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In Russian, we have a phrase, which divides people on two categores - left brain and right brain. This is "physicists and lyricists" (физики и лирики). The first better work with maths problems and techonoligal stuff, others are keen on literature, languages, history, art and etc.

What is the best alternative of this phrase, suitable for native's ear?

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    Probably 'artists and scientists' is as close as we get to a fixed expression, but I wouldn't say it's common enough to merit giving it as an 'answer'. – Edwin Ashworth May 18 '20 at 13:23
  • Nota bene: for whatever reason, an exceptionally crucial point is missing from the question. The two nouns must be perfectly assonant. – RegDwigнt May 18 '20 at 14:16
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    Physicists and lyricists is pretty darn good. The two nouns are as perfectly assonant (as per @RegDwigнt) in English as they are in the original Russian. I doubt a better alternative exists. – Richard Kayser May 18 '20 at 14:50
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    What’s wrong with “left brain and right brain”? – Laurel May 18 '20 at 15:20
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    @Laurel Or even rational and emotional, which is the most explicit way of capturing the qualities being described I can think of. (Otherwise, the question is asking more for a kind of metaphor than anything else.) – Jason Bassford May 18 '20 at 16:00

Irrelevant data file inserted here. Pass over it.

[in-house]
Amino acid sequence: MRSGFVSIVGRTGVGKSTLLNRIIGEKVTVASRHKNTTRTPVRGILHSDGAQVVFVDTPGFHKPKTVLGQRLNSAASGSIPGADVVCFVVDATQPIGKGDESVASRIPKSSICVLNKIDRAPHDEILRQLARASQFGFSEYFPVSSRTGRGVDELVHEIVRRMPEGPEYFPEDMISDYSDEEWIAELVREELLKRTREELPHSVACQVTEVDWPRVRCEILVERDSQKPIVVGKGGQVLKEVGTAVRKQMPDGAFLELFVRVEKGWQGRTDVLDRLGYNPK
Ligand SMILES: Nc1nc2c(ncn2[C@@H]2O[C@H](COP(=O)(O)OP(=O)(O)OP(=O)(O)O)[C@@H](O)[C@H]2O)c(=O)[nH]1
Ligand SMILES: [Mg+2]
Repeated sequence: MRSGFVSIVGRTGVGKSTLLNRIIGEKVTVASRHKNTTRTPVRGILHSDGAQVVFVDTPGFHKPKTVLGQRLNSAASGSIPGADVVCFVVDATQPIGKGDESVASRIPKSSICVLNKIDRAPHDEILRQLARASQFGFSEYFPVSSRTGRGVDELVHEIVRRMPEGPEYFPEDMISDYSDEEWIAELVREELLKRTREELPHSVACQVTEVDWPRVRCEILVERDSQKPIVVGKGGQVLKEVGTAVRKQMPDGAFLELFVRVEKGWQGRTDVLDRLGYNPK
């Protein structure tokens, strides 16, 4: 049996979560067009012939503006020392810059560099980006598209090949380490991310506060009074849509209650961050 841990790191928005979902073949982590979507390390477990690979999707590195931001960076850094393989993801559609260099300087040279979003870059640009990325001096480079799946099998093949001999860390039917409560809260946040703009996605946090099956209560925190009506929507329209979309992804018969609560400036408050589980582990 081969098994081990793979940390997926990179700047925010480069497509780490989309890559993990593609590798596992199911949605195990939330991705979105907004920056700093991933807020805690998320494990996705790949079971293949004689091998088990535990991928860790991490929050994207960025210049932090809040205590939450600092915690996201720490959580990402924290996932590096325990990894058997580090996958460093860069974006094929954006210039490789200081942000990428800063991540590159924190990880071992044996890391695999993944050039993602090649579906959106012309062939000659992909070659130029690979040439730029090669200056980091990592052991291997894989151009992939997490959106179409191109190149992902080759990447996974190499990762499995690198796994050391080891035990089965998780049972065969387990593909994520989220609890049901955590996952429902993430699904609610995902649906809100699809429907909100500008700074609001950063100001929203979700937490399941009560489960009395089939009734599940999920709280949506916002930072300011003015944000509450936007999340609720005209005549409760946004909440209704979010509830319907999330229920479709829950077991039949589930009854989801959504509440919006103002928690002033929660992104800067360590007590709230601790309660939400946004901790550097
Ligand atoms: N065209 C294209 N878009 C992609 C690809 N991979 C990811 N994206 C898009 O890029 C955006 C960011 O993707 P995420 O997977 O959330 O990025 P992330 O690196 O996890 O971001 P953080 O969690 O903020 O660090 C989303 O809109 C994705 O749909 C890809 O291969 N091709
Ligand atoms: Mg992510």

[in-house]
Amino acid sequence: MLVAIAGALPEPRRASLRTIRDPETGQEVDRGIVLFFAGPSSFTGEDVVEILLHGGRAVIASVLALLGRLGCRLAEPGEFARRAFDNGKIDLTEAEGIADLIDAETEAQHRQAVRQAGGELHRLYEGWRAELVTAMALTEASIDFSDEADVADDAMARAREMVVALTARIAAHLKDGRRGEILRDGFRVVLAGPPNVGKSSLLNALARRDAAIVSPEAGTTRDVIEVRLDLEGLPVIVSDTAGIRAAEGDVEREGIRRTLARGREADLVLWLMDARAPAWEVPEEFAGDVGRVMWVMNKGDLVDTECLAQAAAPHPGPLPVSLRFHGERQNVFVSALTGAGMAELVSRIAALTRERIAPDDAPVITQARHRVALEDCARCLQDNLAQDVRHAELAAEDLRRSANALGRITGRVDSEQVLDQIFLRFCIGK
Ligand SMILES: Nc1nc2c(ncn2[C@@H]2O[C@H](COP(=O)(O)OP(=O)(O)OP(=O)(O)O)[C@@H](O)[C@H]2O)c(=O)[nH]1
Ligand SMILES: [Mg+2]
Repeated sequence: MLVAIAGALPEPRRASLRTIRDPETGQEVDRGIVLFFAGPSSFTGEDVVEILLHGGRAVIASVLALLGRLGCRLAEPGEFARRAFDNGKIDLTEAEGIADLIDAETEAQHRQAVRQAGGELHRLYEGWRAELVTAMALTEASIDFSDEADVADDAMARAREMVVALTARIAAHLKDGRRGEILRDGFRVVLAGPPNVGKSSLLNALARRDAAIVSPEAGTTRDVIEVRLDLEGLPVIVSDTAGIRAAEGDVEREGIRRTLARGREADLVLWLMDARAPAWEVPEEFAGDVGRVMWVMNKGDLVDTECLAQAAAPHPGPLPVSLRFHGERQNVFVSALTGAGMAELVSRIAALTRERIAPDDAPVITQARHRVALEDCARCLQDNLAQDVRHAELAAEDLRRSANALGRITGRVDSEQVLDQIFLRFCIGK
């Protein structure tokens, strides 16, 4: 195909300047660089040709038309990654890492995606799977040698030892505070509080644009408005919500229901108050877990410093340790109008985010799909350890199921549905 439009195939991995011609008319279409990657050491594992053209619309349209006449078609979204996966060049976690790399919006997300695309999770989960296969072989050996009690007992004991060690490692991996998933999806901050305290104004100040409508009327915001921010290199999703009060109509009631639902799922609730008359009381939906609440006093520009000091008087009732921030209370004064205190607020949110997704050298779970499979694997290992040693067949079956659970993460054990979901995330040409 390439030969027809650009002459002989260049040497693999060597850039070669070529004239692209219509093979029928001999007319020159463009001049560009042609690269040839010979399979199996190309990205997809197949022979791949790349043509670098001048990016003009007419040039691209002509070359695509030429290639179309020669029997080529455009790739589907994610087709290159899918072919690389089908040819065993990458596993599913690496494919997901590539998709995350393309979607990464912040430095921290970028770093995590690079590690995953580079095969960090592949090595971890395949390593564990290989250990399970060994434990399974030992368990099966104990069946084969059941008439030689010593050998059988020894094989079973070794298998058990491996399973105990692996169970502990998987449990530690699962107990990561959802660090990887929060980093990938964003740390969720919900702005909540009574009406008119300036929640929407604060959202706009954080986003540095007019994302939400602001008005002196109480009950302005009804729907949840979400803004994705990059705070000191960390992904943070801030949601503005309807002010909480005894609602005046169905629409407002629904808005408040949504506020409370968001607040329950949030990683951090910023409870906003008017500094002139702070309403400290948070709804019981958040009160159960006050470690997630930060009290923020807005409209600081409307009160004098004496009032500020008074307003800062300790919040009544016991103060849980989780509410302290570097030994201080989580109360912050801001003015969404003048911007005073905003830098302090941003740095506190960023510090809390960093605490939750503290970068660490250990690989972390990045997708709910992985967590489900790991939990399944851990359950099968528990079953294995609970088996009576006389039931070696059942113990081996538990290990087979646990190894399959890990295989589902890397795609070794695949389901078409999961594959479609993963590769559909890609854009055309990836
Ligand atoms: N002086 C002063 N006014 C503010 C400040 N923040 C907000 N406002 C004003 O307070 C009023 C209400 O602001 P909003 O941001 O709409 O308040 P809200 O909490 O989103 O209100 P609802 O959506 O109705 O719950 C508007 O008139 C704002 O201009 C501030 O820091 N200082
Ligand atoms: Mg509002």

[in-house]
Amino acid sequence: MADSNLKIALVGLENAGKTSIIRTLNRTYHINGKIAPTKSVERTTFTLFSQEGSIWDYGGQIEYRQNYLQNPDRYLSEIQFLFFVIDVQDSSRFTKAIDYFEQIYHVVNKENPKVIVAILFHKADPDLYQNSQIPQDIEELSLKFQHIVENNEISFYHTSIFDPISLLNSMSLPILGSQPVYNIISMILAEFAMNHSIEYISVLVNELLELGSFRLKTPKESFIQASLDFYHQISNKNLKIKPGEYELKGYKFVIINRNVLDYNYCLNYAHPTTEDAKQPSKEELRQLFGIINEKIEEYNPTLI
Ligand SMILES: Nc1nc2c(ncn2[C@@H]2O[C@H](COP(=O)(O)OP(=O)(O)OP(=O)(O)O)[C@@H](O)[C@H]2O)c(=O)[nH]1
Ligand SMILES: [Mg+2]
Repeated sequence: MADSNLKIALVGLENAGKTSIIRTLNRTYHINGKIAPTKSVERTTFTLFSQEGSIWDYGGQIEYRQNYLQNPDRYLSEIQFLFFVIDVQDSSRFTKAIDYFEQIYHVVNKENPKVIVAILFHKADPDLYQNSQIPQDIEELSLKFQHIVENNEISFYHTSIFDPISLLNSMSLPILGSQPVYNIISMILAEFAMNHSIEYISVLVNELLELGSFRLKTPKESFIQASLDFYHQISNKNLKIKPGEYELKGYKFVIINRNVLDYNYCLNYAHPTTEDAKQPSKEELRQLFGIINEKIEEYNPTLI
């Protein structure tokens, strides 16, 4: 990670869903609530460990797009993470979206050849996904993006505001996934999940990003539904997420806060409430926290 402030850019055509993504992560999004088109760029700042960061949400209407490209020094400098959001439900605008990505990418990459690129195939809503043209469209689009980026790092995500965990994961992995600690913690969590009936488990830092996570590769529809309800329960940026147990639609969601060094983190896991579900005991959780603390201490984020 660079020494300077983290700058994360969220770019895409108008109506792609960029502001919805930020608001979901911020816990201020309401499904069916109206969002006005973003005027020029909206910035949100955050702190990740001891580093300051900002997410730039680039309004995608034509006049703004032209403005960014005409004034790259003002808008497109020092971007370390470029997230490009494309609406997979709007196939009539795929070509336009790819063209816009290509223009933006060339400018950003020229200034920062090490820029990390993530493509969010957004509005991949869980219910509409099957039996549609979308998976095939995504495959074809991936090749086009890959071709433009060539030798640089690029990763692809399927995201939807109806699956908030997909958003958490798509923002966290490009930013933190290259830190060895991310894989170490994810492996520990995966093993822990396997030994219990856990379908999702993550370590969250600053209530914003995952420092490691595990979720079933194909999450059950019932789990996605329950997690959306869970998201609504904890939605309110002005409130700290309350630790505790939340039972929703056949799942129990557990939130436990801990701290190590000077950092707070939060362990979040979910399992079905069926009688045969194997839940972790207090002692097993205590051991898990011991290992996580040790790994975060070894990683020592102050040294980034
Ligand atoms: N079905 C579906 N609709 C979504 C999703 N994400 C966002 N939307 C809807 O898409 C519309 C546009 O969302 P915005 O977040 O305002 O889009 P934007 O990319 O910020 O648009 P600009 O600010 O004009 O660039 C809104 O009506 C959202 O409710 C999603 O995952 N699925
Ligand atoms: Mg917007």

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The whole point of the original expression is not what it means, but how it sounds.

In Russian just like in English, one could easily express the given idea in a dozen different ways. However, only this one way is peculiar in that:

  1. Each of the two concepts is represented very concisely by a single noun that is just descriptive enough to bring the contrast across.
  2. The two nouns share the same number of syllables (three).
  3. Both exhibit the same stress pattern (dactyl).
  4. All the vowels are perfectly assonant ([i]-[i]-[i]).

With that in mind, physicists and lyricists is as perfect a translation as one could possibly hope for. It is really quite remarkable that it exists at all.

Both languages happen to have the same noun pair, ultimately borrowed from the same source, but acquired via very different paths and sent through very different morphological processes. At the end of which, both languages have each noun at three syllables, all sounding as [i], with the stress on the first one.

You have a perfect match for 1, 2, 3, and 4.

And then on top of all that, the meaning is also the same in both languages.

At which point the fact that this question exists at all reminds me of a different Russian saying altogether: От добра добра не ищут.

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